Current Lab Members
Kathleen Kay (Principal Investigator)
I'm fascinated by the diversity of the natural world and enjoy looking at life's challenges from a plant's perspective. I still can't believe I get paid to do this. I'm happiest when found backpacking in the high Sierra, watching hummingbirds in the tropical forests, or trail running in the local mountains.
kmkay at ucsc.edu
EMS A404 831.459.3446
Shelley Sianta (Ph.D. student)
Shelley studies how adaptation to unique soils factors into plant speciation using replicated transitions to serpentine tolerance or endemism across the California flora. Her previous work at Colorado State focused on patterns of intraspecific reproductive barriers and mating system evolution in a wild tomato species.
ssianta at ucsc.edu
Julie Herman (Ph.D. student)
Julie joined the lab from Santa Clara University in 2014, and she is working on understanding the evolution of the glucosinolate biosynthetic pathway in mustards and how it relates to other defensive traits.
jaherman at ucsc.edu
Tania Jogesh (visiting postdoc)
Tania is visiting from the Chicago Botanic Garden. She is interested in insect-plant interactions and how scent mediates those interactions.
tania.jogesh at gmail.com
Past Lab Members
Timothy Miller (Ph.D.)
Tim is interested in how phenotypic plasticity can facilitate or constrain adaptation across environmental gradients. He also has a fondness for plant-pollinator interactions. His dissertation work focused on Clarkia concinna. He is now teaching at Cal State Bakersfield.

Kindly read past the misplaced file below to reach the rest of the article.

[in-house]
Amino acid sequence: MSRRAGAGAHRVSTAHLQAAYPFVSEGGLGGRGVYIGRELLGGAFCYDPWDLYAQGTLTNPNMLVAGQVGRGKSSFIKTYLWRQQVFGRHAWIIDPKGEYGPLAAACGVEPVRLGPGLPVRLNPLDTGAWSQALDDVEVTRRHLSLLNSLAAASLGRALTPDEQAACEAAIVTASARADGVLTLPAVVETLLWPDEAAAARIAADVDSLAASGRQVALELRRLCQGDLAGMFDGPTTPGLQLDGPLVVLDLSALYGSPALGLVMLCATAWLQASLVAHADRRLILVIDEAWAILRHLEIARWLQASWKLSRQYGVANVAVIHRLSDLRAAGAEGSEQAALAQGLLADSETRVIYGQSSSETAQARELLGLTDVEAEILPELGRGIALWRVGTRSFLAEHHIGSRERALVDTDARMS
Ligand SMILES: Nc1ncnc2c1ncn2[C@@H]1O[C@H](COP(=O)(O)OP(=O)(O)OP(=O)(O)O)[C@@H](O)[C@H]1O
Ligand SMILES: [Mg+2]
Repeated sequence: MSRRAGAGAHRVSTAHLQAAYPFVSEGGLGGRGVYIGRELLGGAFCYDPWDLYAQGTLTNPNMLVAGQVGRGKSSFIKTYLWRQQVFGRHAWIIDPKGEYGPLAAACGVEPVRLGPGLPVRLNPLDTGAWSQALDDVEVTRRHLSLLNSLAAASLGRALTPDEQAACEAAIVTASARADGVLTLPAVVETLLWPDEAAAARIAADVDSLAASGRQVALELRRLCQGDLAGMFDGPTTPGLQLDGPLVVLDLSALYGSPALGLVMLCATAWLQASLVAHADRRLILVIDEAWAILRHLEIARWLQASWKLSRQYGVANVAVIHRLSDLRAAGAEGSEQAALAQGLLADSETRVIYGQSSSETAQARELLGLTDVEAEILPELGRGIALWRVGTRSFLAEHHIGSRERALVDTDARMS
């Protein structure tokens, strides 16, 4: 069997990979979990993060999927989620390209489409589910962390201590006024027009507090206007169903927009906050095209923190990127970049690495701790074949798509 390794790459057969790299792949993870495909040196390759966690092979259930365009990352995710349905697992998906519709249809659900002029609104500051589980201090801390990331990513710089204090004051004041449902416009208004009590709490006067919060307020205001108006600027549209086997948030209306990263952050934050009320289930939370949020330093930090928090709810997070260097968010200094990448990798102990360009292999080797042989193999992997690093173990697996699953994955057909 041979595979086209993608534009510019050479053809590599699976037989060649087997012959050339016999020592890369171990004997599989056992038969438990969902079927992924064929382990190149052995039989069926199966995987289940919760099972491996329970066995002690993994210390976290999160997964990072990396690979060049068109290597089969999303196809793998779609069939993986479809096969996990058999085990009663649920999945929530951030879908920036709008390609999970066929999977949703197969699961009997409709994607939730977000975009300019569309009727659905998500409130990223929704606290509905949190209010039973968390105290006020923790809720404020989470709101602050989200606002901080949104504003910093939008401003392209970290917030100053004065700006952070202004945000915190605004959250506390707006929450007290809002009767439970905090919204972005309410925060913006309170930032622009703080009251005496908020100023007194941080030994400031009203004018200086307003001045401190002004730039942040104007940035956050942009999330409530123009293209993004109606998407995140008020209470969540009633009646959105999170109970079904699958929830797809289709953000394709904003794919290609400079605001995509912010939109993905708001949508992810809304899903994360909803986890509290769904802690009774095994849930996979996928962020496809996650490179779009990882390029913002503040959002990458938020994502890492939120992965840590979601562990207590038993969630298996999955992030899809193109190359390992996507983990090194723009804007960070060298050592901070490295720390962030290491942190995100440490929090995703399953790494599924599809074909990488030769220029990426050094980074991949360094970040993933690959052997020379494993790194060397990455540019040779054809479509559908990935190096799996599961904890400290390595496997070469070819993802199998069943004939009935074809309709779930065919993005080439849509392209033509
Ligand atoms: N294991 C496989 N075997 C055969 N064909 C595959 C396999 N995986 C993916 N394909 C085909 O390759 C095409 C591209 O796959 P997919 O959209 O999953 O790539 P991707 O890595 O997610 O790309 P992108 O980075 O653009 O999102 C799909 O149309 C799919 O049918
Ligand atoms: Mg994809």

tijmille at ucsc.edu
Megan Peterson (Ph.D.)
Megan studies how the forces of natural selection, gene flow, genetic drift, and phenotypic plasticity interact to affect processes of divergent adaptation. She worked on monkeyflowers (Mimulus guttatus) in the Sierra Nevada and well-behaved theoretical populations. She defended in May 2015 and joined the Doak Lab as a postdoc.
mdemarch at ucsc.edu
Jennifer Yost (Ph.D.)
Jenn is interested in how natural selection and adaptation generate and maintain biodiversity. Her dissertation work focused on edaphic adaptation in the California goldfields (Lasthenia). She is an Assistant Professor of Biological Sciences and Director of the Robert F. Hoover Herbarium at Cal Poly San Luis Obispo.
jennyost at gmail.com
Brett Smith (M.A.)
Brett completed his thesis on the conservation genetics of two rare serpentine coyote mints (Monardella) in Plumas National Forest. He can now be found at the USDA Agricultural Research Service working on crop improvement and protection.
brett.smith at ars.usda.gov